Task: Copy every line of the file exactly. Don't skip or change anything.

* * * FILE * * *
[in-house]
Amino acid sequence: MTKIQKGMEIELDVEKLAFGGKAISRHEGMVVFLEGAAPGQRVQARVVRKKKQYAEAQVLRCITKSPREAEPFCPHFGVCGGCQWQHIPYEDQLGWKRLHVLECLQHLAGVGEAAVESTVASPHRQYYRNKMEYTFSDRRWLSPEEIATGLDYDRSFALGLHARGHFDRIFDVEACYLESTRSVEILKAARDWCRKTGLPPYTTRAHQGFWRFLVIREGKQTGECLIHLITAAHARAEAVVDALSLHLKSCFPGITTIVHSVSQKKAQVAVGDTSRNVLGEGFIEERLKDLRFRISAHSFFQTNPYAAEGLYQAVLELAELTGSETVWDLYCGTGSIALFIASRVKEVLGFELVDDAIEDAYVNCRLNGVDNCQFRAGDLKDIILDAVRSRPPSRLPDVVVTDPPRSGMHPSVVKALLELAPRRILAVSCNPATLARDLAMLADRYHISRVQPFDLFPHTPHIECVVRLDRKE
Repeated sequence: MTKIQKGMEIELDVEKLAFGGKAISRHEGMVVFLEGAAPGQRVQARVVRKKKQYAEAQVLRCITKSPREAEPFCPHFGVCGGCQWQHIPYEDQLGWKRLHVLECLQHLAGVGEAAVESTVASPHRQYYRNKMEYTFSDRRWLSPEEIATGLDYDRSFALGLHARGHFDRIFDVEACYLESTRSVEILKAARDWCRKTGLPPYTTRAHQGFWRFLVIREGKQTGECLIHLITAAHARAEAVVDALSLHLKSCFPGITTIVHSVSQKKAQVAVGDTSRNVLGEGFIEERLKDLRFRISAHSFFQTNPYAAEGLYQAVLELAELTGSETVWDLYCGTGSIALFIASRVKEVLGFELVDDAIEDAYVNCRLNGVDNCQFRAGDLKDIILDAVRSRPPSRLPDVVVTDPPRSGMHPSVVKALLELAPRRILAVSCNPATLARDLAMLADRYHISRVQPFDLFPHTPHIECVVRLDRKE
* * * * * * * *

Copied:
[in-house]
Amino acid sequence: MTKIQKGMEIELDVEKLAFGGKAISRHEGMVVFLEGAAPGQRVQARVVRKKKQYAEAQVLRCITKSPREAEPFCPHFGVCGGCQWQHIPYEDQLGWKRLHVLECLQHLAGVGEAAVESTVASPHRQYYRNKMEYTFSDRRWLSPEEIATGLDYDRSFALGLHARGHFDRIFDVEACYLESTRSVEILKAARDWCRKTGLPPYTTRAHQGFWRFLVIREGKQTGECLIHLITAAHARAEAVVDALSLHLKSCFPGITTIVHSVSQKKAQVAVGDTSRNVLGEGFIEERLKDLRFRISAHSFFQTNPYAAEGLYQAVLELAELTGSETVWDLYCGTGSIALFIASRVKEVLGFELVDDAIEDAYVNCRLNGVDNCQFRAGDLKDIILDAVRSRPPSRLPDVVVTDPPRSGMHPSVVKALLELAPRRILAVSCNPATLARDLAMLADRYHISRVQPFDLFPHTPHIECVVRLDRKE
Repeated sequence: MTKIQKGMEIELDVEKLAFGGKAISRHEGMVVFLEGAAPGQRVQARVVRKKKQYAEAQVLRCITKSPREAEPFCPHFGVCGGCQWQHIPYEDQLGWKRLHVLECLQHLAGVGEAAVESTVASPHRQYYRNKMEYTFSDRRWLSPEEIATGLDYDRSFALGLHARGHFDRIFDVEACYLESTRSVEILKAARDWCRKTGLPPYTTRAHQGFWRFLVIREGKQTGECLIHLITAAHARAEAVVDALSLHLKSCFPGITTIVHSVSQKKAQVAVGDTSRNVLGEGFIEERLKDLRFRISAHSFFQTNPYAAEGLYQAVLELAELTGSETVWDLYCGTGSIALFIASRVKEVLGFELVDDAIEDAYVNCRLNGVDNCQFRAGDLKDIILDAVRSRPPSRLPDVVVTDPPRSGMHPSVVKALLELAPRRILAVSCNPATLARDLAMLADRYHISRVQPFDLFPHTPHIECVVRLDRKE